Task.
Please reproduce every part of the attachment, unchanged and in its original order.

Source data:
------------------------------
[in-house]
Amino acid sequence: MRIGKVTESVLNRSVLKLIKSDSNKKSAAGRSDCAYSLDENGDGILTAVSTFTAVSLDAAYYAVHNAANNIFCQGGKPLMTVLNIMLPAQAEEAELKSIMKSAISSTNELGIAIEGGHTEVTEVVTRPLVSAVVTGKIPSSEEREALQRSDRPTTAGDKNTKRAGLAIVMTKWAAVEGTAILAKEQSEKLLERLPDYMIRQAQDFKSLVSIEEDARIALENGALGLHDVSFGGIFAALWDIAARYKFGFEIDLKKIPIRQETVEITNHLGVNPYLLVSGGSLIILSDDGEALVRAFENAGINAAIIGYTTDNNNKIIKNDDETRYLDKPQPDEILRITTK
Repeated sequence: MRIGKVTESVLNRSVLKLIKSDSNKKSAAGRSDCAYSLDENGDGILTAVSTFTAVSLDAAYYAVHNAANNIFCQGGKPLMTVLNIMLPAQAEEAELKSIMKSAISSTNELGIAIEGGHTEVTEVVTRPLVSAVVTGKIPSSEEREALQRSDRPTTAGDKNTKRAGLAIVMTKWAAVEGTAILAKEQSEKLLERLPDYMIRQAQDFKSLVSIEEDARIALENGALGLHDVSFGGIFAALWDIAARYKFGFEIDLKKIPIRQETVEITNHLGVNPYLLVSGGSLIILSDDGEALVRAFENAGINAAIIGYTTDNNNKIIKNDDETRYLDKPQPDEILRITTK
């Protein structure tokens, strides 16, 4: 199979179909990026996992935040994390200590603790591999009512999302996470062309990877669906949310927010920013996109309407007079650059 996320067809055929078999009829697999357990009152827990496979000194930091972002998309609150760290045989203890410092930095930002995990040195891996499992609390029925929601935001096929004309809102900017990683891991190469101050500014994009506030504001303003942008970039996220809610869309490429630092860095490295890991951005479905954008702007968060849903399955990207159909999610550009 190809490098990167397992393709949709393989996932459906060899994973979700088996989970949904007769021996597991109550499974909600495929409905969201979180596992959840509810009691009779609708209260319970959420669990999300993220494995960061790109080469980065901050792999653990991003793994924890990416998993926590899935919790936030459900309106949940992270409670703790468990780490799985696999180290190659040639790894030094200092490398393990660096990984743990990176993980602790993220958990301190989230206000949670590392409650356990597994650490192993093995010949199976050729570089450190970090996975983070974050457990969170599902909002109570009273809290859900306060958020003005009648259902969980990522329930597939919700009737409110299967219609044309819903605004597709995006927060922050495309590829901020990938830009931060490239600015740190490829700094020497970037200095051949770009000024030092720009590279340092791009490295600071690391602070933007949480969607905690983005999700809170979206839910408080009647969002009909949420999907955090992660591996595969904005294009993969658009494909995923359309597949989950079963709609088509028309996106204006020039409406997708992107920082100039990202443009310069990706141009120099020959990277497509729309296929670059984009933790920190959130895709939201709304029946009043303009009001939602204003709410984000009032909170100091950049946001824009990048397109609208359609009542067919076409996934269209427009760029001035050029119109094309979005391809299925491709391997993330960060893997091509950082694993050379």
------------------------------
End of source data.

[in-house]
Amino acid sequence: MRIGKVTESVLNRSVLKLIKSDSNKKSAAGRSDCAYSLDENGDGILTAVSTFTAVSLDAAYYAVHNAANNIFCQGGKPLMTVLNIMLPAQAEEAELKSIMKSAISSTNELGIAIEGGHTEVTEVVTRPLVSAVVTGKIPSSEEREALQRSDRPTTAGDKNTKRAGLAIVMTKWAAVEGTAILAKEQSEKLLERLPDYMIRQAQDFKSLVSIEEDARIALENGALGLHDVSFGGIFAALWDIAARYKFGFEIDLKKIPIRQETVEITNHLGVNPYLLVSGGSLIILSDDGEALVRAFENAGINAAIIGYTTDNNNKIIKNDDETRYLDKPQPDEILRITTK
Repeated sequence: MRIGKVTESVLNRSVLKLIKSDSNKKSAAGRSDCAYSLDENGDGILTAVSTFTAVSLDAAYYAVHNAANNIFCQGGKPLMTVLNIMLPAQAEEAELKSIMKSAISSTNELGIAIEGGHTEVTEVVTRPLVSAVVTGKIPSSEEREALQRSDRPTTAGDKNTKRAGLAIVMTKWAAVEGTAILAKEQSEKLLERLPDYMIRQAQDFKSLVSIEEDARIALENGALGLHDVSFGGIFAALWDIAARYKFGFEIDLKKIPIRQETVEITNHLGVNPYLLVSGGSLIILSDDGEALVRAFENAGINAAIIGYTTDNNNKIIKNDDETRYLDKPQPDEILRITTK
């Protein structure tokens, strides 16, 4: 199979179909990026996992935040994390200590603790591999009512999302996470062309990877669906949310927010920013996109309407007079650059 996320067809055929078999009829697999357990009152827990496979000194930091972002998309609150760290045989203890410092930095930002995990040195891996499992609390029925929601935001096929004309809102900017990683891991190469101050500014994009506030504001303003942008970039996220809610869309490429630092860095490295890991951005479905954008702007968060849903399955990207159909999610550009 190809490098990167397992393709949709393989996932459906060899994973979700088996989970949904007769021996597991109550499974909600495929409905969201979180596992959840509810009691009779609708209260319970959420669990999300993220494995960061790109080469980065901050792999653990991003793994924890990416998993926590899935919790936030459900309106949940992270409670703790468990780490799985696999180290190659040639790894030094200092490398393990660096990984743990990176993980602790993220958990301190989230206000949670590392409650356990597994650490192993093995010949199976050729570089450190970090996975983070974050457990969170599902909002109570009273809290859900306060958020003005009648259902969980990522329930597939919700009737409110299967219609044309819903605004597709995006927060922050495309590829901020990938830009931060490239600015740190490829700094020497970037200095051949770009000024030092720009590279340092791009490295600071690391602070933007949480969607905690983005999700809170979206839910408080009647969002009909949420999907955090992660591996595969904005294009993969658009494909995923359309597949989950079963709609088509028309996106204006020039409406997708992107920082100039990202443009310069990706141009120099020959990277497509729309296929670059984009933790920190959130895709939201709304029946009043303009009001939602204003709410984000009032909170100091950049946001824009990048397109609208359609009542067919076409996934269209427009760029001035050029119109094309979005391809299925491709391997993330960060893997091509950082694993050379």